If the adage is right--that it takes a village to raise a child--it must take at least a minyan (that is, 10 people) to publish a novel.
First, and I must say that, comes the author. Because let's face it--without the author, there's nothing to publish. So that's sort of a given, I guess. But after we type "THE END" on the last page, wipe our brows, exhale and in all likelihood go and get a really stiff drink, we hand the fruit of our labors over to people who are, rather incurably, not us.
(Keep in mind, self-publishing aficianados, that I know you're there, I respect your work, but I'm not so much discussing you today. Stay tuned.)
In my case, I am extremely lucky to have people I actually trust with my newborns. First, of course, comes our very own Josh, who is the initial reader. Agents do not exist, children, just to tell the writer how wonderful the work is and how easy it will be to sell, and then collect a percentage. If I go off the rails--and I have done so more than once--Josh is there to gently (too gently in some cases, because I don't take hints well) suggest that there might be problems with the manuscript, generally with the view of the marketplace in mind. If I insist the work be marketed, and he doesn't think it's a total pox on literature as a whole, he'll do what he can.
But I trust his judgment. If Josh thinks something more than tweaking is necessary, there's probably a reason for that, and I'll give the work another look. I don't think we've ever had a really serious disagreement, as I assume Josh knows his side of the business, and he assumes I know mine. There's really value in that kind of working relationship.
If Josh and I are right and we both do our jobs right, there will sometimes be interest in the work from an editor, and that brings me to the truly wonderful Shannon Jamieson Vazquez, with whom I have now worked on eight (soon to be nine) mystery novels and two novellas.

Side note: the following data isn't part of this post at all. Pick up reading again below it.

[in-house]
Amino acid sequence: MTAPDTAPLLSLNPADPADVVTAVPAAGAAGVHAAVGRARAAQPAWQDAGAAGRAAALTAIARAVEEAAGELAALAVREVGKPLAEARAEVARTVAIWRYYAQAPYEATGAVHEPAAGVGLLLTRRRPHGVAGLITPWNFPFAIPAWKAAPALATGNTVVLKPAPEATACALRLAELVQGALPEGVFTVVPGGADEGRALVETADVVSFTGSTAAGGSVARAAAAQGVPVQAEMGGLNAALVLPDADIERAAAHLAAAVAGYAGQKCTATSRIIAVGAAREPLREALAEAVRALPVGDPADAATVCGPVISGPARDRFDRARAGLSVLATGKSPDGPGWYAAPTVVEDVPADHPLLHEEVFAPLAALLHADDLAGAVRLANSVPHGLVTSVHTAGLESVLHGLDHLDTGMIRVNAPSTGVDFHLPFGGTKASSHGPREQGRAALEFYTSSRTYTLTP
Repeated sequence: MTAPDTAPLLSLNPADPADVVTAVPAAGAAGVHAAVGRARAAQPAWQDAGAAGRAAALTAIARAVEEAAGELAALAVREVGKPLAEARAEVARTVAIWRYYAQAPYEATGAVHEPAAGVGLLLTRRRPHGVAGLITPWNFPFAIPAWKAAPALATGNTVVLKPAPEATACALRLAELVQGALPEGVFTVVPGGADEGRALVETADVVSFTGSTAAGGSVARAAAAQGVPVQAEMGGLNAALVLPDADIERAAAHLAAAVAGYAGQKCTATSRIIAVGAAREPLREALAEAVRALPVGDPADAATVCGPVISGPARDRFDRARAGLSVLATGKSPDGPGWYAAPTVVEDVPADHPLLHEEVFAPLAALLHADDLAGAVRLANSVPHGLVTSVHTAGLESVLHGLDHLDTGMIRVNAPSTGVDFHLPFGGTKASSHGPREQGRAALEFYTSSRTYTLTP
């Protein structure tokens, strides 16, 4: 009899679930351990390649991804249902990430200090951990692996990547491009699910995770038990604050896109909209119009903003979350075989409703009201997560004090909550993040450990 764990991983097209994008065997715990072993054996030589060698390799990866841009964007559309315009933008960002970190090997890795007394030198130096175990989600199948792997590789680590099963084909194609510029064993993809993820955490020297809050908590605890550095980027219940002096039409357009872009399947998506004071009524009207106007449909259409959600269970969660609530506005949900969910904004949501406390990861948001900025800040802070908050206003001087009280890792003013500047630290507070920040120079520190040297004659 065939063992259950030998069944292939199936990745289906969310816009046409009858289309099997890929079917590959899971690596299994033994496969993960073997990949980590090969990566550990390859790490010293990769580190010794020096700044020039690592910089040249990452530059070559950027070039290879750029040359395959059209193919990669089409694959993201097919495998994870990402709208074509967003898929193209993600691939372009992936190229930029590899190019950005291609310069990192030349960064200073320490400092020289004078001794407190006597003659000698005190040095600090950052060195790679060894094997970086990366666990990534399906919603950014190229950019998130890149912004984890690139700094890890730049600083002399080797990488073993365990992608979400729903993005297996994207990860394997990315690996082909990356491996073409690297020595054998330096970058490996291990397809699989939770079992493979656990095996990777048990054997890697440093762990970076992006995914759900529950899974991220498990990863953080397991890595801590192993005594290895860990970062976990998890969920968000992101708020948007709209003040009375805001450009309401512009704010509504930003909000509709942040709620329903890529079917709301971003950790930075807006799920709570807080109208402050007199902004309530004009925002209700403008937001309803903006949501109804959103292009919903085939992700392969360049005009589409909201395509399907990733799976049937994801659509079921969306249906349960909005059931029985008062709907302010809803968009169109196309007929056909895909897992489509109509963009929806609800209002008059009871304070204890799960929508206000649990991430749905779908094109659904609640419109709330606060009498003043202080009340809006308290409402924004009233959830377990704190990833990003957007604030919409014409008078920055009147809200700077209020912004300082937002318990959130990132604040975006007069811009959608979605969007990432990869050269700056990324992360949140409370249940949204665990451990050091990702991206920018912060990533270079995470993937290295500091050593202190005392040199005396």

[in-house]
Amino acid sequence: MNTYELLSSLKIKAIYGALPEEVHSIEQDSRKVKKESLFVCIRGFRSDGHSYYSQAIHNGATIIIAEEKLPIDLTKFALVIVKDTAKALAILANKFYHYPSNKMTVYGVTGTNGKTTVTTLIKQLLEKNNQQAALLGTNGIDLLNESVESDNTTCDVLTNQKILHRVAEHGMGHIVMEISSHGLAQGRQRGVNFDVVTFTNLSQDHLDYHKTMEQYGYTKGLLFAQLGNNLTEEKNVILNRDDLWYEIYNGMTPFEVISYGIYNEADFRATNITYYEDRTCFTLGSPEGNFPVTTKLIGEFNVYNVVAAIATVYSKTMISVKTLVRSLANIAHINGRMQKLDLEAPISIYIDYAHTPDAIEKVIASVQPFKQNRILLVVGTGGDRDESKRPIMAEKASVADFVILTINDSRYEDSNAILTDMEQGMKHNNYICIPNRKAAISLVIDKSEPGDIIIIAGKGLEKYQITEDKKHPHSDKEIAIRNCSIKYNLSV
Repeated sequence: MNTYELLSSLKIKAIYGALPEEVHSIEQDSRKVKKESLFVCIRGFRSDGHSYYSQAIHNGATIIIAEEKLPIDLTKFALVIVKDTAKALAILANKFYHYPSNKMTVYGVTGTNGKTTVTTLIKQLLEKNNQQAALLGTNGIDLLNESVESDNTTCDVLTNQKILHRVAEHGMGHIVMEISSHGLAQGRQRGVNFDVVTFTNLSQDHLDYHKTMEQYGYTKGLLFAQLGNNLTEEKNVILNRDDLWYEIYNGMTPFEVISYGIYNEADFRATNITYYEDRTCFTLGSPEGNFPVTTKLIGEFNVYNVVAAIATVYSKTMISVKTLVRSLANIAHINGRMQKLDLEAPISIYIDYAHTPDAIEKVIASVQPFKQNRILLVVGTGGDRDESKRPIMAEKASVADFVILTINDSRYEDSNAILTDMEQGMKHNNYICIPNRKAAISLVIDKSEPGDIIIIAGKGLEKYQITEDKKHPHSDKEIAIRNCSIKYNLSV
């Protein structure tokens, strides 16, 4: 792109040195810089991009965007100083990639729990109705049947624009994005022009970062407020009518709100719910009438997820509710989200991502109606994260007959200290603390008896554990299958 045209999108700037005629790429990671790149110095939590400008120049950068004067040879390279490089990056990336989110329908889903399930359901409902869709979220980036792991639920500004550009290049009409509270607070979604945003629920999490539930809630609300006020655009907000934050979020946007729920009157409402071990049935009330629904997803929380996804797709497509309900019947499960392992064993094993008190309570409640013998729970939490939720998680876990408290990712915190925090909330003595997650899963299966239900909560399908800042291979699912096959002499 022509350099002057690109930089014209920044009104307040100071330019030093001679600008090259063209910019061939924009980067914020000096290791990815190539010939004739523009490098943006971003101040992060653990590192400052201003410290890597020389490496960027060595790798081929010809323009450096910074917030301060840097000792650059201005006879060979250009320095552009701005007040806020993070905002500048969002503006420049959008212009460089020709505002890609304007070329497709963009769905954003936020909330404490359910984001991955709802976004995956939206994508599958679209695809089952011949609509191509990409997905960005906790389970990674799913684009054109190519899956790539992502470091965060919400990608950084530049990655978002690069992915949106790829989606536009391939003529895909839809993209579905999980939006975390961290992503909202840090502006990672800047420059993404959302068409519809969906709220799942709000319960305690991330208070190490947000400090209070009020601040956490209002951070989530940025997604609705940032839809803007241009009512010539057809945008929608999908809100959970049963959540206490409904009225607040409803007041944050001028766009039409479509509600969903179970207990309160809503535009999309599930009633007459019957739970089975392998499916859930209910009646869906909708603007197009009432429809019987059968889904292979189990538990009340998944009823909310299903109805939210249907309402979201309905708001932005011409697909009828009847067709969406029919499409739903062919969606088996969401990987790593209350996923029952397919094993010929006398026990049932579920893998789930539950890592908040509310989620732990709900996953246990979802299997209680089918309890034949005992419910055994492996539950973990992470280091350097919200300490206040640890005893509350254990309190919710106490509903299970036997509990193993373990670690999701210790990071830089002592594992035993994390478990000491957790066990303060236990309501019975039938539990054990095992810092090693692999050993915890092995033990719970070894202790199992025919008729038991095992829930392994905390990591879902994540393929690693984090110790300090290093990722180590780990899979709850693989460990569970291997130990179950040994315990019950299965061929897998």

An editor isn't just someone who cleans up your grammar and sends the book along the way. Shannon gets my first draft, which isn't really my first draft. It's what my first draft is after I've gone over it two or three times and fixed what I saw as the problems. It's what I really and truly believe--every time I send one in--is a clean, perfect (okay, maybe not perfect) manuscript ready for readers.
Then she tells me everything that's wrong with it.
Here's the thing: Shannon will find problems with the plot logic, with clues and red herrings, with continuity from three books ago, with sequencing. She'll point out things that require me to go back and completely re-structure sections of the book. She'll note places where I clearly was just trying to get through the chapter and wasn't, let's say, inspired. And she'll tell me which jokes don't work.
Oddly, however, she manages to do so in a way that I have never, ever, resented her for saying so. One reason is that she has the exasperating habit of always being right, and part is that I know where I was dogging it and need to go back and fix things. I try to get by with things, knowing even as I type that Shannon won't let me off the hook, and she has never missed one.
I am a very lucky writer to have two such strong allies.
Yes, there are many others who are partially responsible for the book that ends up in your hands or your e-reader. There are talented artists who create the covers, actual copy editors who find all the typos and mistakes Shannon and I miss, publicists, marketers, managing editors, assistants and people whose jobs I might not even know about. I appreciate each and every one.
Also, it should be noted, I'm starting to work with some new collaborators at Midnight Ink, so Terri Bischoff is a new friend and you'll be reading more about her in the future as I get to know her better.
But those two? They're the ones I deal with most often, and I couldn't possibly be in better hands.
The ultimate test of a book comes in each reader's mind. When you get the story and respond to it, it is my greatest trial and greatest pleasure. I love hearing from readers and I'm thrilled you want to read what I have the write.
Without those two in my village, however, you wouldn't get everything you do. I can offer no higher praise than that, and simply offer my thanks.
Sorry, no cynicsm this week. But don't worry; that can't last.